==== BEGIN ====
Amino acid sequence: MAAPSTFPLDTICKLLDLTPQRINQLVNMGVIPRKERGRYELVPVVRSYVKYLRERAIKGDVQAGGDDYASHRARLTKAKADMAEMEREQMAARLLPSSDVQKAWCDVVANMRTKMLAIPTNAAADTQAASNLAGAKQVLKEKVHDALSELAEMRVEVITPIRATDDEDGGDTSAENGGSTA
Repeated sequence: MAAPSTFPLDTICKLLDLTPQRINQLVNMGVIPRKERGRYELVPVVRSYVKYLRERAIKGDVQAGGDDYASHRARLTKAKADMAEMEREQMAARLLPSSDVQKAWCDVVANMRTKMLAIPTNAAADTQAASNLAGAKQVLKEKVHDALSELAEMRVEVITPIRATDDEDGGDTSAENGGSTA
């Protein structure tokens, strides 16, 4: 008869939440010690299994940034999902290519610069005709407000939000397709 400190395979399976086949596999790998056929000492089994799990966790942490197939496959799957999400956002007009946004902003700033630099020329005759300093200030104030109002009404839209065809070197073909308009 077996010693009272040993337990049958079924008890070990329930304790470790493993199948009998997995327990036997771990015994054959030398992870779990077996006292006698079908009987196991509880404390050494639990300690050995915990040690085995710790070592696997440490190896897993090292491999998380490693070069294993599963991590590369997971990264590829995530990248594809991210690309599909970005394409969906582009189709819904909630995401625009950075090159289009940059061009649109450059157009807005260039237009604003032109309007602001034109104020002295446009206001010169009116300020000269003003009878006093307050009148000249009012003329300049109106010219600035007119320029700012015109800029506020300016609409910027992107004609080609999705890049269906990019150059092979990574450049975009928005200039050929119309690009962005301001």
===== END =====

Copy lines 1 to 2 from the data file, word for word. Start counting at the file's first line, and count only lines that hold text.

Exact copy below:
Amino acid sequence: MAAPSTFPLDTICKLLDLTPQRINQLVNMGVIPRKERGRYELVPVVRSYVKYLRERAIKGDVQAGGDDYASHRARLTKAKADMAEMEREQMAARLLPSSDVQKAWCDVVANMRTKMLAIPTNAAADTQAASNLAGAKQVLKEKVHDALSELAEMRVEVITPIRATDDEDGGDTSAENGGSTA
Repeated sequence: MAAPSTFPLDTICKLLDLTPQRINQLVNMGVIPRKERGRYELVPVVRSYVKYLRERAIKGDVQAGGDDYASHRARLTKAKADMAEMEREQMAARLLPSSDVQKAWCDVVANMRTKMLAIPTNAAADTQAASNLAGAKQVLKEKVHDALSELAEMRVEVITPIRATDDEDGGDTSAENGGSTA